Pacific Gas and Electric Company today urged customers to conserve electricity in response to a Flex Alert called by the California Independent System Operator (CAISO), which manages the state’s power grid.
A Flex Alert is an urgent call to immediately conserve electricity and shift demand to off-peak hours to ease strain on the grid. CAISO issued the alert for August 10 through August 12 after a large power plant in Southern California tripped offline last night, and in response to forecasts that temperatures will continue rising through the weekend, increasing expected demand for electricity for air conditioning to near record levels.
Customers are urged to begin reducing their energy use today, particularly between 11 a.m. and 6 p.m., when demand is highest. Customers should follow these simple conservation tips:
Adjust your thermostat to 78 degrees or higher or turn it off if you will be away from home. Use a fan instead of air conditioning, when possible.
Draw drapes and turn off unnecessary lighting.
Keep refrigerator full (with bottles of water if nothing else) and unplug the second refrigerator.
Avoid using electrical appliances and devices. Put off tasks like vacuuming, laundry, dish washing and computer time until after dinner (6 p.m.).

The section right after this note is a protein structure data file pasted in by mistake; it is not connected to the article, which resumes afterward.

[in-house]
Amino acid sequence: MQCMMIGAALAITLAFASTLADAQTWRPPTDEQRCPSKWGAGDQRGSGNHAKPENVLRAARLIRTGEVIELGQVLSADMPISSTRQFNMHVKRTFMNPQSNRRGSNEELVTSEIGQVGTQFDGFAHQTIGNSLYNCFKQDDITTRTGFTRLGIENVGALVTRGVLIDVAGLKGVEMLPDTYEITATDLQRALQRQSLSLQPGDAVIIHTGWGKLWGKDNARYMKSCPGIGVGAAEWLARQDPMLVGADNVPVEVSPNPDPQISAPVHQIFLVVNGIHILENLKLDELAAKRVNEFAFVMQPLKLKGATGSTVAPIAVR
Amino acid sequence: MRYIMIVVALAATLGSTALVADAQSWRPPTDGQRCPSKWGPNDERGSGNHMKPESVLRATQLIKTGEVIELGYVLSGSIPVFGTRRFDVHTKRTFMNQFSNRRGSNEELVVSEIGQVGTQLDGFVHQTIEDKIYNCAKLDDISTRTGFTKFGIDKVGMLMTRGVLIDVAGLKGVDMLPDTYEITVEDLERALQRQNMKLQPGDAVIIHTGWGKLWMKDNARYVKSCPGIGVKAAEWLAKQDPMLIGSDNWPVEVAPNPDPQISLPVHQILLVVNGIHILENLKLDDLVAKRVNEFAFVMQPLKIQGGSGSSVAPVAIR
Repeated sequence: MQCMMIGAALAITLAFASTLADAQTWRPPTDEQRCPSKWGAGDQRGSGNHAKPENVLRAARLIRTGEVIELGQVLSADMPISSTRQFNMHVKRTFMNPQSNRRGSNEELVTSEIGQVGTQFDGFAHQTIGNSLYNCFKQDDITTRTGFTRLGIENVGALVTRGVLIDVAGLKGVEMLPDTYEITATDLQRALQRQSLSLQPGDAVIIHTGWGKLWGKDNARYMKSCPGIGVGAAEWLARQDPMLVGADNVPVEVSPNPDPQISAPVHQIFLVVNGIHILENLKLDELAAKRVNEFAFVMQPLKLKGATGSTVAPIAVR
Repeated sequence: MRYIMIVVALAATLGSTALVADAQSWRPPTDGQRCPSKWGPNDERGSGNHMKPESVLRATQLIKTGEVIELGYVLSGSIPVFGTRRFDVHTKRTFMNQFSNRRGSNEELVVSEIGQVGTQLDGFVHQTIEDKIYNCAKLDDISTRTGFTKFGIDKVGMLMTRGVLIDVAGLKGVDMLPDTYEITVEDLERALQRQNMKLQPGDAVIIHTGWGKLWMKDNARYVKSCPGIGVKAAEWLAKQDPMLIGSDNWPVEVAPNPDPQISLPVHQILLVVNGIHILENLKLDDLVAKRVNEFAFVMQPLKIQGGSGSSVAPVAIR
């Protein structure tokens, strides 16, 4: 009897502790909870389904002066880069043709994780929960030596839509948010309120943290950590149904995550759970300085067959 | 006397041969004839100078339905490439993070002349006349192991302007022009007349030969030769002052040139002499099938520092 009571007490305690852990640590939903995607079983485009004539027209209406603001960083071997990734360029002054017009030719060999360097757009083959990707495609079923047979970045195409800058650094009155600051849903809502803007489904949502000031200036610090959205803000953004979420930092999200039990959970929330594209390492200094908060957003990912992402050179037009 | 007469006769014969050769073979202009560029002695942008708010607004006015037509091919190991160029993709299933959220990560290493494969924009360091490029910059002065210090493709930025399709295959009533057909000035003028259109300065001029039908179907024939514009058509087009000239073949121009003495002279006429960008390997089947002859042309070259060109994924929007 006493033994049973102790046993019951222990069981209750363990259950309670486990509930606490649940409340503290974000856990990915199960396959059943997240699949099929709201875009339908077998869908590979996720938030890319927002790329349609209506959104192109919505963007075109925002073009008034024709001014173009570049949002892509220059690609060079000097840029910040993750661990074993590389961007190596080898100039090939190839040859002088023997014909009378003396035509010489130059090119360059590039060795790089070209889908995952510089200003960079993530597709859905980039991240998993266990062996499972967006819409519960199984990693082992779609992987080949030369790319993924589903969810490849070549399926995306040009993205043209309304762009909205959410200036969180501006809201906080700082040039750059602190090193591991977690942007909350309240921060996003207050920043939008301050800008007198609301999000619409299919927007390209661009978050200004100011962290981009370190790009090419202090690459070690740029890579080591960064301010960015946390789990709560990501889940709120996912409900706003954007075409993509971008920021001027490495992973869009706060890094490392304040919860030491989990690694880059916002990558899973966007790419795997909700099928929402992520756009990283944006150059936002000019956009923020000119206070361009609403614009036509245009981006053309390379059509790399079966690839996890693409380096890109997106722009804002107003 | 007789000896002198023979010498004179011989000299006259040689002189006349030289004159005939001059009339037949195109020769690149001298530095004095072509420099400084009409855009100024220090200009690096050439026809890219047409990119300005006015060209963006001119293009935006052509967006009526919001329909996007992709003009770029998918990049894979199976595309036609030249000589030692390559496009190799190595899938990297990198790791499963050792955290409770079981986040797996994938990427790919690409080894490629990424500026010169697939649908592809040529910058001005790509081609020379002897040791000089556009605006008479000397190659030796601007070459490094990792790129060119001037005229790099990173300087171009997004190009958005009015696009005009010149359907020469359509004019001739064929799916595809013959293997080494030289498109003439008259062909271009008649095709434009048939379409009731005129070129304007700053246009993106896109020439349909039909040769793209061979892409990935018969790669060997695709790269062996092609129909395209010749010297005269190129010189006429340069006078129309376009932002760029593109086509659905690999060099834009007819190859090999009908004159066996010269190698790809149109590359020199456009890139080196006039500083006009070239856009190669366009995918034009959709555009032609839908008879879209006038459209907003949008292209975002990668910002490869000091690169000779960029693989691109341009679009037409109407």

Set your pool pump to run overnight instead of during the day.
In addition to customer conservation efforts, PG&E uses “demand response” programs to reduce strain on the grid during summer months. Demand response programs are voluntary and allow enrolled customers to receive an incentive for reducing their energy use during peak demand times, like weekday afternoons. In response to the Flex Alert, PG&E has activated five demand response programs for more than 4,000 business locations, reducing demand by several hundred megawatts of electricity.
Pacific Gas and Electric Company, a subsidiary of PG&E Corporation (NYSE:PCG), is one of the largest combined natural gas and electric utilities in the United States. Based in San Francisco, with 20,000 employees, the company delivers some of the nation’s cleanest energy to 15 million people in Northern and Central California.